This past weekend, 80 college-range students gathered at Bryn Mawr College, located just outside of Philadelphia, for the Collegiate Network’s annual Editors’ Conference, to learn more about how they could take their university publications above and beyond.
The event, which spanned four days, featured speakers from renowned national news outlets who spoke about their experience in journalism, offering advice and insight about the unique profession.
The first evening featured an extravagant dinner at the Merion Golf Club, home to one of America’s best golf courses, which offered an open bar, great food, and a chance to get to know the other students at the conference.
We were all split randomly amongst 12 tables, and that night, I conversed with students as young as myself (a rising sophomore) as well as grad students running an academic journal.
These people attend 40 or so colleges across the country and represent a well-educated population of students studying topics from Political Philosophy to Electrical Engineering.
The second day, we convened bright and early for a networking breakfast, during which we mixed and mingled with other students to hear more about their publications. I discovered that the majority of attendees represented small, conservative publications on their campuses. Of course, there are exceptions to that characterization (such as our own publication which I wouldn’t call conservative) and people are more than the publication they represent.
Over the course of the conference, we heard multiple speakers address journalism from different angles. These people didn’t just stand on a podium lecturing us; many offered their contact information and encouraged us to engage with them if we needed help making our next issue, or finding a job.
Sterling Beard, News Editor for Campus Reform, talked to us about 10 essential things we had to learn about running a publication. He addressed increasing efficiency and broadening our reach to establish and maintain a strong presence at our respective universities, recommending books like Dale Carnegie’s How to Win Friends and Influence People.
The Weekly Standard’s Philip Chalk is a hilarious and high-energy man who makes the strongest impact when he goes off on tangents. While he’s all over the place and enthusiastically scatterbrained, it works. He taught us about layout and even gave us access to countless resources that would help enhance our publications’ legitimacy.
Tim Carney from The Washington Examiner talked about the importance of reporting in journalism, even for opinion writers. Using his own personal life, he conveyed just how important it is to tell people things they don’t already know.
Vince Coglianese, Executive Editor at The Daily Caller, hosted two breakout sessions, both of which I sat in on. In “Journalism & New Media”, he used personal anecdotes to show how the 21st century had impacted journalism. Reporting has veered into different forms of new media, he said.
His point of view balanced being old-fashioned and getting with the times. On one hand, he said journalists should still go out and talk to their sources face-to-face, but should also use websites like Reddit and social media tools like Twitter to find inspiration for new content.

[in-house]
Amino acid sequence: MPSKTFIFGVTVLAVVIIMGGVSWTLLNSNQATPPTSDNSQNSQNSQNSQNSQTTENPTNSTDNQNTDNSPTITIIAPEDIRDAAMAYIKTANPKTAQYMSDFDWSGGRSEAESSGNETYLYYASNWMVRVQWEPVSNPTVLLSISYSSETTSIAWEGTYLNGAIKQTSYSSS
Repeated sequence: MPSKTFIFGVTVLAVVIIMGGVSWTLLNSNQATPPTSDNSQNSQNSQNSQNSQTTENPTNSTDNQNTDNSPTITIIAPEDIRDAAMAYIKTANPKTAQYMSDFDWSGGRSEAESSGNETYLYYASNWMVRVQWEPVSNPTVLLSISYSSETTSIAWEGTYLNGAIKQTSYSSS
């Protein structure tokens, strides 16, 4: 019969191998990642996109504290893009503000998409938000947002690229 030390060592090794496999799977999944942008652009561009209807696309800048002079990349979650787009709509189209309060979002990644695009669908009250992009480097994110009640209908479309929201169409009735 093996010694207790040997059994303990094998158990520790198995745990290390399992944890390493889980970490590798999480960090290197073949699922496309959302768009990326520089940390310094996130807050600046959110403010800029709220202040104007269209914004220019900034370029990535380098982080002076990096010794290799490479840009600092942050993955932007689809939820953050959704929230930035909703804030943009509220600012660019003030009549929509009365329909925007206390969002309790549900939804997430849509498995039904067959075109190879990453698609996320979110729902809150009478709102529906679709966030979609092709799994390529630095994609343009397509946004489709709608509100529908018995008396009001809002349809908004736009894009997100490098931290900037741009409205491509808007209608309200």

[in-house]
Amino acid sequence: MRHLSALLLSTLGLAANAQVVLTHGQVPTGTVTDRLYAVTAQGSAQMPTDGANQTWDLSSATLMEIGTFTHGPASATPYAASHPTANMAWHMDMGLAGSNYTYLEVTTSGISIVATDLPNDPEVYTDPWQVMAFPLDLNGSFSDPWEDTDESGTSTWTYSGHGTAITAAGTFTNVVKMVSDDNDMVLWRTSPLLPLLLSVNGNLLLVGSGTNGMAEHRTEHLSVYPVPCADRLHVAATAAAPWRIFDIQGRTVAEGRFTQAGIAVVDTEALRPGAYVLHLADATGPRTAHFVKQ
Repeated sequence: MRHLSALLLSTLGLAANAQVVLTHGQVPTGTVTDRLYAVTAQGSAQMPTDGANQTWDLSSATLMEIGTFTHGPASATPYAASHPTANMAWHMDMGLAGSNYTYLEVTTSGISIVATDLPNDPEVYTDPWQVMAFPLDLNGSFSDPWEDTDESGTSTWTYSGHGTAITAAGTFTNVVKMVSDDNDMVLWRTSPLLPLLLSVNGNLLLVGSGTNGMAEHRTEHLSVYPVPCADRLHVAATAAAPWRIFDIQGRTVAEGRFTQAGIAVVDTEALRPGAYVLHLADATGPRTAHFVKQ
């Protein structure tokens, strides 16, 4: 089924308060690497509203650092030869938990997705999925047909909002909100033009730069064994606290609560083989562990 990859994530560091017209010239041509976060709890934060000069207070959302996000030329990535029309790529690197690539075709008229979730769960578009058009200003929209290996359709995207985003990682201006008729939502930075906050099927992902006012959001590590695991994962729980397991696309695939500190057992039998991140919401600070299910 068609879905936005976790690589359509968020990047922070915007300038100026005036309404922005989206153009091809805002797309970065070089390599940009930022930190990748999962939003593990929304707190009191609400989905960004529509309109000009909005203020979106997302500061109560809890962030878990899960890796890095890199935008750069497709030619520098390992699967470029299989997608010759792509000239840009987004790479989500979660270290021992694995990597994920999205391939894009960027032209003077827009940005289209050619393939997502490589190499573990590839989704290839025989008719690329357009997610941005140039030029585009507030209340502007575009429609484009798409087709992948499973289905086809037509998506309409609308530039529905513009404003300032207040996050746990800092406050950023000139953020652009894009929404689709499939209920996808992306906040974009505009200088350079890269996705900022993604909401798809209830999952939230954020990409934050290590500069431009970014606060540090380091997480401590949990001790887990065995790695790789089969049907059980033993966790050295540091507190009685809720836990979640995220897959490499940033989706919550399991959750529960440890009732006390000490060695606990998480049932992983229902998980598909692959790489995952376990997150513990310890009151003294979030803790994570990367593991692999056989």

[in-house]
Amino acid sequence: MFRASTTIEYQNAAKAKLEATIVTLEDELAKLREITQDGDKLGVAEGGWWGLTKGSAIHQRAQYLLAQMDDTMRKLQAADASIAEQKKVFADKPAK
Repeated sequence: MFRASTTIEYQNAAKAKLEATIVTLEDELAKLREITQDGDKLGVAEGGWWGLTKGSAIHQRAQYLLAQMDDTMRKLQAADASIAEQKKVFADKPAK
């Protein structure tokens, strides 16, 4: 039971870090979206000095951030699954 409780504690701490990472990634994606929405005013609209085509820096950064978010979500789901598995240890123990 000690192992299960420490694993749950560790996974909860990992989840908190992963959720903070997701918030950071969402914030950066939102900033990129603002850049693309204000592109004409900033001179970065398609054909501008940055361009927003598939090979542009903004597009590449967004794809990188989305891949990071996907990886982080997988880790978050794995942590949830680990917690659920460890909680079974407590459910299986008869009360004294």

On the second evening, we had dinner in the Wyndham Alumnae House, and heard Thor Halvorssen, a Venezuelan human rights advocate, who quickly had everyone hooked on his words. His introduction revealed that this man had received many death threats from authoritarian regimes like Cuba and North Korea; a few minutes into his speech, I could easily see why.
This man is a ruthless attacker, who described a “culture war” waging between American conservatives and liberals. We all cringed each time he gestured to the stack of publications on the podium, which we had sent in to the CN earlier in the year, because at one point in the evening, he had picked them up and started directly criticizing the issues.
Afterwards, we mixed and mingled under stringed lights, discussing the course of the conference thus far. Some felt that Halvorssen’s speech was a bit intense, and others couldn’t get enough of what he had to say. We all seemed to agree that extremist or not, this man had some knowledge we could find useful, for he had left a stack of business cards at his podium, and everyone seemed to be reaching for one.
Vince Coglianese’s second breakout session covered the importance of social media. Facebook, he said, drives a huge portion of traffic to The Daily Caller’s website. Amidst the discussion of relevance scores and engagement rates, the idea was clear: social media is just as important, if not more important than the content of a publication’s articles.
After a quick coffee break in the Cloisters, we heard from The Weekly Standard’s Richard Starr as well as The Daily Caller’s Mark Tapscott.
This past weekend was interesting, to say the least. I’ve never been around people like this before. I learned a lot about journalism, but I also learned some things about myself.
While I can coexist peacefully and agree to disagree on a lot of principles some students seem to firmly believe, there were many jokes told this past weekend that I simply did not find funny. Some comments made me uncomfortable, and leaving some talks felt like letting out a breath I’d been holding in for the past hour.
Still, I tried to listen intently to what every presenter had to say, taking their advice with a grain of salt, and remembering never to take anything too personally. This weekend helped me set in perspective exactly why I feel more at home at a place like Northwestern than in Atlanta: the community is comparably more diverse and accepting.
Overall, I learned a lot and met some very interesting people, and I’m very grateful to the Intercollege Studies Institute and the Collegiate Network for this opportunity!